Monday, April 6, 2009

Understanding Betsy

Levi and I recently finished reading Understood Betsy, a favorite from my own childhood. I enjoyed it as much, or more, as an adult. That is what I consider a quality of great children's literature!

Understood Betsy was published in 1917, making it more likely (in my opinion, of course) to contain other elements on my personal 'indentifying great children's literature list.' I know I've mentioned these numerous times before: independence, resourcefulness, respect for others, healthy work ethic, strong family relationships, appreciation for the simple things in life and a general thankfulness for the basic necessities of life.

Understood Betsy incorporates all the above, but it also focuses on education by contrasting two very different methods and environments. The author did have specific views on the subject. From the back cover of the book:

'Named by Eleanor Roosevelt as one of America's ten most influential women, Dorothy Canfield Fisher (1879-1958) brought the Montessori Method of child rearing to America...'

I'll offer a quote to whet your appetite:

pg. 64

'What's the matter?' asked the teacher, seeing her bewildered face.

'Why--why,' said Elizabeth Ann, 'I don't know what I am at all. If I'm second-grade arithmetic and seventh-grade reading and third-grade spelling, what grade am I?'

The teacher laughed. 'You aren't any grade at all, no matter where you are in school. You're just yourself, aren't you? What difference does it make what grade you're in? And what's the use of your reading little baby things too easy for you just because you don't know your multiplication table?'

'Well, for goodness' sakes!' ejaculated Elizabeth Ann, feeling very much as though somebody had stood her suddenly on her head.

'What's the matter?' asked the teacher again.

This time Elizabeth Ann didn't answer, because she herself didn't know what the matter was. But I do, and I'll tell you. The matter was that never before had she known what she was doing in school. She had always thought she was there to pass from one grade to another, and she was ever so startled to get a glimpse of the fact that she was there to learn how to read and write and cipher and generally use her mind, so she could take care of herself when she came to be grown up, but in that moment, she had her first dim notion of it, and it made her feel the way you do when you're learning to skate and somebody pulls away the chair you've been leaning on and says, 'Now, go it alone!'
Reading this book made me interested in adding a few Montessori method books to my reading stack. Hopefully I'll be able to review these in the coming months:

Montessori: The Science Behind the Genius

Any other book recommendations on the Montessori educational method?


Sarah at SmallWorld said...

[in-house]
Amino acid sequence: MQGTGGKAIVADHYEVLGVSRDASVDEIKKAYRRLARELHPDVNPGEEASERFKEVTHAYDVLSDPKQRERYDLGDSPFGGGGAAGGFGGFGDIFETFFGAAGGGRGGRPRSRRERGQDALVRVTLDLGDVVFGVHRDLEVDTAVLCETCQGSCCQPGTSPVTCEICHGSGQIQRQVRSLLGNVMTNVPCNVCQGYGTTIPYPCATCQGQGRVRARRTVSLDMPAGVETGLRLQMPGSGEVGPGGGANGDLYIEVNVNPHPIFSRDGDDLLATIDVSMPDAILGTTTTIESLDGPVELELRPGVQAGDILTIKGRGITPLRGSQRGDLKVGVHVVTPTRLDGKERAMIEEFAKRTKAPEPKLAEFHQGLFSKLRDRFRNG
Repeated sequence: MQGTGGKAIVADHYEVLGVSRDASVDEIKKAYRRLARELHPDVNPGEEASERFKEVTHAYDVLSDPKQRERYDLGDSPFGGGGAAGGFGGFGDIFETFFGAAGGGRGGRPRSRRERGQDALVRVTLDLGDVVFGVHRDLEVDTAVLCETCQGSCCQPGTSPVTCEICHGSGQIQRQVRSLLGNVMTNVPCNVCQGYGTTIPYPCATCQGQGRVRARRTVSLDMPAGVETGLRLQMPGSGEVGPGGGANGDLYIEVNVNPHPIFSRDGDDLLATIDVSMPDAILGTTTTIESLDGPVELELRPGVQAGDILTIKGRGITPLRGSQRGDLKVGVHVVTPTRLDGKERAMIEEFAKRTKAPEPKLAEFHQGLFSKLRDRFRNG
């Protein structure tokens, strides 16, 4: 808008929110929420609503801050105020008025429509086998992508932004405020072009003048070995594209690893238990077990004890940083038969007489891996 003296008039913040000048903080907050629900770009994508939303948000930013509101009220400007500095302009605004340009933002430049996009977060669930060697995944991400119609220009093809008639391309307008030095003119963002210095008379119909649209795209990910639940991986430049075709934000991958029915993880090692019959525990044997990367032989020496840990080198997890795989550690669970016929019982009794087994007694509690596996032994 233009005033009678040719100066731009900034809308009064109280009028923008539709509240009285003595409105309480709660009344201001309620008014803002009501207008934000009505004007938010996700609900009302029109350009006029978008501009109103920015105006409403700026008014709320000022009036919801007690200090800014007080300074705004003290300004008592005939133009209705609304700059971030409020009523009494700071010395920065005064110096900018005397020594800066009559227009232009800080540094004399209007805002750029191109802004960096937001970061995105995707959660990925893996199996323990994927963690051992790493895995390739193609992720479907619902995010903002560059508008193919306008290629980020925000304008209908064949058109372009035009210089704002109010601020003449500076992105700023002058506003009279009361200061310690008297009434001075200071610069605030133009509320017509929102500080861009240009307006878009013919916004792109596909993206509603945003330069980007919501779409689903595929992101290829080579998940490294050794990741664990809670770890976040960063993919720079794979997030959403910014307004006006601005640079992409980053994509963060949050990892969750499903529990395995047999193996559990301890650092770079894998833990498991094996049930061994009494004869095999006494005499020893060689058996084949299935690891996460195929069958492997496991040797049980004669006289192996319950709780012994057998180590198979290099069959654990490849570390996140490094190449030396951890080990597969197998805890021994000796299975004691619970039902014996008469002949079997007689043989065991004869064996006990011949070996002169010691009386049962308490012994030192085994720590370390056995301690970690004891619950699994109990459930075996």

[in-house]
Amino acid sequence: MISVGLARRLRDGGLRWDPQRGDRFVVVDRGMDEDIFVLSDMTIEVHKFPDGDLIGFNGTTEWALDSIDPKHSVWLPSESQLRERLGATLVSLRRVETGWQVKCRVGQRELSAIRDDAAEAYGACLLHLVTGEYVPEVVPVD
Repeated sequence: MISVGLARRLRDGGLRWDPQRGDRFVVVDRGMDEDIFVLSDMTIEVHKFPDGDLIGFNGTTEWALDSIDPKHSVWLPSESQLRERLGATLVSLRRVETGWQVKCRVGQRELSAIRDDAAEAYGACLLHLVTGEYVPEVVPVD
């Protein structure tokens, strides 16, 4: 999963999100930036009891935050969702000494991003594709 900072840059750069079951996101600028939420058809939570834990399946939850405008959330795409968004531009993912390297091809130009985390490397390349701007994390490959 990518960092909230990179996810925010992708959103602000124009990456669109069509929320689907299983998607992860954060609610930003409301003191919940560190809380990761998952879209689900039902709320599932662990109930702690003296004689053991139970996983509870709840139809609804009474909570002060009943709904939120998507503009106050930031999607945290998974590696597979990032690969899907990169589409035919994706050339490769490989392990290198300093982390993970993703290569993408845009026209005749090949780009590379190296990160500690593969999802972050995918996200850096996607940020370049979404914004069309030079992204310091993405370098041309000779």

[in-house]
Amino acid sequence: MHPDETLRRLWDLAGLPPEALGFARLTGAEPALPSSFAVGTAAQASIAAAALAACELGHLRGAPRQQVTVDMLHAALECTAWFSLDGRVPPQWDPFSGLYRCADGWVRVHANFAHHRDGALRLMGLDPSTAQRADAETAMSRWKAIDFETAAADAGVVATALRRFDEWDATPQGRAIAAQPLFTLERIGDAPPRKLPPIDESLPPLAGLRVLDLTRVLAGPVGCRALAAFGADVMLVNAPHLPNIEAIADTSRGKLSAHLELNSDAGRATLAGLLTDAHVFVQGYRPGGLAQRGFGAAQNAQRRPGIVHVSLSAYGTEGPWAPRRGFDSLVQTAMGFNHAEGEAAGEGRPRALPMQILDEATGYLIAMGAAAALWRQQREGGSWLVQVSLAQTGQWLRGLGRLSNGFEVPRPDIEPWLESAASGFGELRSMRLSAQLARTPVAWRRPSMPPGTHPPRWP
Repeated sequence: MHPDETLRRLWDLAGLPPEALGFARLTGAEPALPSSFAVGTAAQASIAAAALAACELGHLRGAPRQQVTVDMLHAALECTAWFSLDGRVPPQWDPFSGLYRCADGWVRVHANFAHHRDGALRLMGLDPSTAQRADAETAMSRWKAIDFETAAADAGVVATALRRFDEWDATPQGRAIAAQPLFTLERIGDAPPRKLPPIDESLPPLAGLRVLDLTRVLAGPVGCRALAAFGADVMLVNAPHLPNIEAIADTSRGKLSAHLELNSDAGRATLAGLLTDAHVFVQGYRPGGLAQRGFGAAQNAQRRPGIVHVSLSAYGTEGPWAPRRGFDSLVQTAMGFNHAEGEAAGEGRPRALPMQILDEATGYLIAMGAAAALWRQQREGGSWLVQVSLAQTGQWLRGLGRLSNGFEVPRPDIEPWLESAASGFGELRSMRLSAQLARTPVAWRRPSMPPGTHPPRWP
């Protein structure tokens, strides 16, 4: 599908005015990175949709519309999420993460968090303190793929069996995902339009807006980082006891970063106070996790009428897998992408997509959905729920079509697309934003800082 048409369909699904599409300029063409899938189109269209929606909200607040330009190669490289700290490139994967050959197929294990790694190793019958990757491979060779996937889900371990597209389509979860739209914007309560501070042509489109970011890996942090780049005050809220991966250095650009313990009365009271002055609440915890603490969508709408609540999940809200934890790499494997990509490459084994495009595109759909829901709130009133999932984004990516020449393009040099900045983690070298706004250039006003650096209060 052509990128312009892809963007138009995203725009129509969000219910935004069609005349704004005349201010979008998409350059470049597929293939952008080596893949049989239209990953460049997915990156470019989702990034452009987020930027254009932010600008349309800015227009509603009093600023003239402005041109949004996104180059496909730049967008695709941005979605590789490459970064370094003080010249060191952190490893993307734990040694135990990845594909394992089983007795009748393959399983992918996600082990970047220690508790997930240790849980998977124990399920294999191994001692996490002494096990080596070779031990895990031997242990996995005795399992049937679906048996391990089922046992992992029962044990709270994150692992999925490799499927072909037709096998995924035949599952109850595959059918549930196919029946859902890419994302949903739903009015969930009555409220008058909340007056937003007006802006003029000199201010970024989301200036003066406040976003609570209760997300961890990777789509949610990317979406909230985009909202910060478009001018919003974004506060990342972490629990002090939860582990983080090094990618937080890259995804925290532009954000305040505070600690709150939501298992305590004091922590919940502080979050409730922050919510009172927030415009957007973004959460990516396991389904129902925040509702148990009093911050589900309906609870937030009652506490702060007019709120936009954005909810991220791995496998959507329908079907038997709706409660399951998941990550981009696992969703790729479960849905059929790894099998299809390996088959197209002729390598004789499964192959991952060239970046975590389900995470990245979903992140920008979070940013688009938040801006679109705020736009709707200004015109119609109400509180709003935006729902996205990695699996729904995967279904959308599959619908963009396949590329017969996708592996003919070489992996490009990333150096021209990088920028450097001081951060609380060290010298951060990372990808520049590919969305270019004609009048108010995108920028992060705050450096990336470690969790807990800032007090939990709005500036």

You know what's so fabulous? I reviewed this a couple of years ago and pulled out the same quote!! LOVE IT! Great minds, eh?

Tammy ~ Country Girl at Home ~ said...


I don't have any Montessori books to recommend, but I just had to tell you how much we loved "Understanding Besty" too! I remember the passage you quoted really stuck out in my mind too!

Have a great evening,

Sylvia said...


I'm reading your blog for a few days and I love it!!

I am a homeschool mom from Spain so excuse my english...

For Montessori books you can read "Basic Montessori" by david Gettman, is like a guide of activities by stage.


Expat Mom said...

Wow, that brought back memories. I read that book when I was quite young, myself. Wasn`t there a sequel, as well? I loved the butter churning part . . . it made me want to make butter so badly that my mom finally put some cream in a jar and let me do it!

A said...

Have you heard of Barbara Curtis of She is a busy mother of 12, a Montesorri teacher , author and very gracious human. She has lots of info at her website and has written several books.

our little acorns said...

Hi Heidi,
I haven't been by your site for a while so I was excited to see these listings when I popped in! We are using a lot of Montessori here at our house too; in fact I think we've finally settled into a good mix of Sonlight, Montessori, and Well-Trained Mind. And we're loving it! Re: the Hainstock book--there is one for the school years, too, which you've maybe seen, but which I would recommend...and the Gettman book listed above is one of my favorites. I also use for most of my ideas for daily "table time" activities. Happy reading!

Unknown said...

I LOVE that part of Understood Betsy. We read (and love) so many of the same books, OH how I wish you were my neighbour!!!!! I just know our kids would have kaboodles of fun together and you and I would just... oh joy... we'd just experience all types of LOVELY together.

The Nester said...

I hate to admit that I've never read Understood Betsy.

I'm so getting that one! We are looking into Montessori right now too!

Cathy said...

We absolutely loved that book too. My kids were sad that there wasn't an Understood Betsy 2.


Diana (Ladybug Limited) said...

OK, I know you wrote this post almost 2 months ago, but I marked it in my reader and just finally read Understood Betsy-- it had been on my shelf for awhile after my mom gave me all her books from her classroom. I just had to come back to this post and say thanks because Betsy is a gem!

Have you read Ida B? I think you would love her, too.